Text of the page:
What You Lose When You Invest Too Much In a Relationship


A lot of 40-something women regret making the same mistakes over and over…from dating the wrong guys, waiting too long to ask for a raise or spending time with toxic friends. An entrepreneur I interviewed spoke of this tendency as the sunk cost trap. He ended up leaving a long career as a doctor and years of schooling to go into business …and then found a thriving startup.

It’s like having paid for a bad movie. You should walk out of a bad movie because you are wasting your time on top of the money you already spent. That sunk cost feeling is very hard for people to overcome. Yes I’ve done it 8 years but every additional day I waste from here on out would just make it worse. So stop the bleeding and start doing what you want to do with your time.”

This same fear of starting anew or giving up what you have put so much effort into explains why people stay in relationships that have passed their “use by” dates. Looking back, this woman explains the bad investment conundrum:

You think it’s okay to date a jerk. There’s that challenge of keeping the hot guy but you lose so much of yourself. It’s not worth it.  He’s always will have his eye on the next hot girl and you blame yourself – “Am I too fat? Not pretty enough?” It’s a terrible feeling.  I did it for years in my twenties because I thought I invested my whole college dating career in this guy I can’t give up now.” – 40-something, mom, wife, executive, Chicago, IL

She did leave that guy… but not without wasting more time than she wished.

Maybe we can use this perspective to make some shifts in our thinking. Rather than thinking of invested time as a sunk cost….think of where you could be investing your time instead. Consider the excitement in the unpredictable. Maybe if you left that bad movie you might start a conversation with someone interesting on the way out about how bad it was…or happen upon a fantastic art gallery next door. Consider that you just gave your self back the gift of some unexpected time to indulge in something you truly enjoy.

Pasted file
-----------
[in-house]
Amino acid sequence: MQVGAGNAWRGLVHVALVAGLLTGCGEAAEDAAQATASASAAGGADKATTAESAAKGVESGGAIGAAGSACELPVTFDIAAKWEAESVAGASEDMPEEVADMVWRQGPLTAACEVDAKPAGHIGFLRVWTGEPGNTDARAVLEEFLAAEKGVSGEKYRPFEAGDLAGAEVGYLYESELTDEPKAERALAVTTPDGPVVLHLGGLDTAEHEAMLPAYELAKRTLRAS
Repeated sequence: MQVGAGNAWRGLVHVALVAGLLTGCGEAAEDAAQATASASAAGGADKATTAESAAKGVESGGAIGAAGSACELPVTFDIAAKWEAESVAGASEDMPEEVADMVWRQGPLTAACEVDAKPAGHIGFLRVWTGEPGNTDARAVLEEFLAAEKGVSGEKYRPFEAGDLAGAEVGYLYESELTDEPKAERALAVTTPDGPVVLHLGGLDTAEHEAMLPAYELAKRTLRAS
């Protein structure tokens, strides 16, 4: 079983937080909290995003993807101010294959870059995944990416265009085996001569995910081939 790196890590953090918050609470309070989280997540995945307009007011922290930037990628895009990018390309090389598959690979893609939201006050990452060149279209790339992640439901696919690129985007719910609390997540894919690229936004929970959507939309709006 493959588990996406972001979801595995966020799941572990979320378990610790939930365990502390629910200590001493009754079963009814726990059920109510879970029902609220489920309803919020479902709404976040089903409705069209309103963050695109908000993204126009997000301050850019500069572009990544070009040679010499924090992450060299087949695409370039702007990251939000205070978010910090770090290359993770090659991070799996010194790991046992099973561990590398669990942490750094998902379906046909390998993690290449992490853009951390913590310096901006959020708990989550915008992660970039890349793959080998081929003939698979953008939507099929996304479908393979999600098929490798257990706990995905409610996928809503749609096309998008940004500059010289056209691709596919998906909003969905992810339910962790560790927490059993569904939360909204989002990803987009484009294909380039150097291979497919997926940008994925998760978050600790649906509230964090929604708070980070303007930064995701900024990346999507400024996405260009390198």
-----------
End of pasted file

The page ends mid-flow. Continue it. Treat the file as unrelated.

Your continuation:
After all, that time could be spent becoming the person you want to be…

“I wouldn’t say don’t get involved in relationships in your twenties because you have to follow your heart. But watch out for the tendency to appease. There is this willingness to think, “I’m with this person so I must try at all ends to make it work even though I’m not happy.”  I stayed in a relationship for too long despite being unhappy because I felt like it was my obligation. It’s a terrible way to live. I see now that it sucked up all my time when I could have been enjoying life as a single person. When you spend your time doing what you love rather than being trapped n a box of bad energy, it opens you up. Then when you meet someone who isn’t that much work ….you can appreciate this amazing sense that just being with a person can be great .” – 40-someting, designer, entrepreneur, mom, wife, NYC

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